South Africa loses a great theologian


Prominent Catholic theologian, Professor Brian Gaybba, died last week. He studied theology in Rome during the watershed Second Vatican Council and has influenced generations of theologians in Southern Africa. Susan Rakoczy remembers Gaybba in this obituary.

Catholic theologian Brian Patrick Gaybba died on 25 February in Grahamstown at the age of 78. He had suffered from Parkinson’s disease for a number of years.

Born in Woodstock, Cape Town in 1939, he attended St Catherine’s Convent, Claremont and St Joseph’s College, Rondebosch. After matriculating he worked as a bank clerk for a year and then began studies for the Catholic priesthood at St John Vianney Seminary, Pretoria. Ordained in 1962 at 22, he did parish ministry but then was sent to Rome where he earned a licentiate and then a doctorate in theology at the Urban University. He was in Rome during the Second Vatican Council and had many stories of observing the changes in the Church as they happened. One of his favourite anecdotes of those years concerned his encounter with Karl Rahner, SJ, the leading theologian at the Council. While in Germany he made contact with Rahner who had to catch a train. Brian went along on the trip; they struggled to find a common language and settled on Latin for their theological discussion.

When he returned to South Africa after studies he continued in parish ministry, taught at St Francis Xavier Seminary and was the Catholic chaplain at the University of Cape Town. He was a theological advisor to the Southern African Catholic Bishops’ Conference and a member of the Anglican-Catholic Unity Commission.

But then his life path changed dramatically; in 1977 he was dispensed from his priestly vows and married Monika Gaertner. They had two children, Jennifer and Richard.

He now began many years as an academic, first at the Theology by Extension College (TEEC) for a brief period and then ten years at the University of South Africa, the first Catholic on the theological faculty (1978-1988).  During the early 1980s he became a founding member of the Catholic Theological Society of South Africa. In 1989 he moved to Rhodes University in Grahamstown where he was Professor of Theology in the Divinity Department, the first South African to hold that position. Among his publications are Spirit of Love: Theology of the Holy Spirit and God is a Community.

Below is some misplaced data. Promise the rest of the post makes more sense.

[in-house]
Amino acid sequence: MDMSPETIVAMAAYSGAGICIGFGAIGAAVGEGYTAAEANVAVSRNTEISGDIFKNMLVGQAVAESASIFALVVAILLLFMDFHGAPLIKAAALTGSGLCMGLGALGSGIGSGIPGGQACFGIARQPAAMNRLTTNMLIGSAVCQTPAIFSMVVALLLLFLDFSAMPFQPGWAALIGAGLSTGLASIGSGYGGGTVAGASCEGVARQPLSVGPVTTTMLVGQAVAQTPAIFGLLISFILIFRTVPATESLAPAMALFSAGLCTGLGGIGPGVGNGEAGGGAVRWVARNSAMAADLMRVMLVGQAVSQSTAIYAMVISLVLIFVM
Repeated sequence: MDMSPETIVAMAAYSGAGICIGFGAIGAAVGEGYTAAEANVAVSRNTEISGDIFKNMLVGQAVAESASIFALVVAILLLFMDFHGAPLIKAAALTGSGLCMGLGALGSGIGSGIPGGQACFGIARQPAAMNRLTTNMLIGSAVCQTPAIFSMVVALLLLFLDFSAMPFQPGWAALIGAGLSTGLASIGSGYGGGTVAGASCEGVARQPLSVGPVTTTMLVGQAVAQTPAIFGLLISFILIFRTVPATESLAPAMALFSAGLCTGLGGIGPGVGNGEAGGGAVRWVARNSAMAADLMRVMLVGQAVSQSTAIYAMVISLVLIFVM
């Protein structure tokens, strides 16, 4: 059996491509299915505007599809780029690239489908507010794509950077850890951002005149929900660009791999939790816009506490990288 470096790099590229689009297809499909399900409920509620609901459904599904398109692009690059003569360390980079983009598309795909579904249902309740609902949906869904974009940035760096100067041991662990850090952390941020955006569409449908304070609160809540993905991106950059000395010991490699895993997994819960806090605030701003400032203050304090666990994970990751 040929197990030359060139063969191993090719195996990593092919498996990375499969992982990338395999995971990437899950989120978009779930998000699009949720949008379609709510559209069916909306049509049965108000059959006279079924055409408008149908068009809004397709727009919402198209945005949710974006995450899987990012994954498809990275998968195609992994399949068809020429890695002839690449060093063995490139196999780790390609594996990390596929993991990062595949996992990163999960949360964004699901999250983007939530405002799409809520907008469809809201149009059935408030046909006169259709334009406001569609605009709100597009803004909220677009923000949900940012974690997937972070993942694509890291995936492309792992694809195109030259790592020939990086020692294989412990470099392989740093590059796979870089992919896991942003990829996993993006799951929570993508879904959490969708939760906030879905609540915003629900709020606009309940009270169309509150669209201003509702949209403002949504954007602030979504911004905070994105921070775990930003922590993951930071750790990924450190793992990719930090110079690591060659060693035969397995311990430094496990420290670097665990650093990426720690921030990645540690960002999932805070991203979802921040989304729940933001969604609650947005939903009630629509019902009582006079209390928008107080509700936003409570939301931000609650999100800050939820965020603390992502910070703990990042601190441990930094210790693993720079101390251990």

He retired in 2002. In his retirement years he continued to write and was involved in the local Grahamstown community through Rotary; he established the Grahamstown Feeding Scheme and also assisted in the Capuchin formation programme through teaching a course on basic Catholic theology.

In an interview he answered the question “Who am I?” by responding, “Someone whose memories grow more and more wonderful and fulfilling as time passes.” Former students at Rhodes reacted to the news of his death with warm appreciation of the impact he had made on them: “I am forever shaped by his systematic thinking and his reflections on God as Community” and “he shaped my entire theology; I can’t tell you how many times I have preached on what he taught us.”

Brian’s funeral was celebrated on Thursday, 1 March at St Patrick’s Church in Grahamstown. He is survived by his wife Monika, his daughter Jennifer and her husband David Stevens and their sons Joshua and Luke, and his son Richard. May he rest in peace. SA.

Photo: - Google images.

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South Africa loses a great theologian


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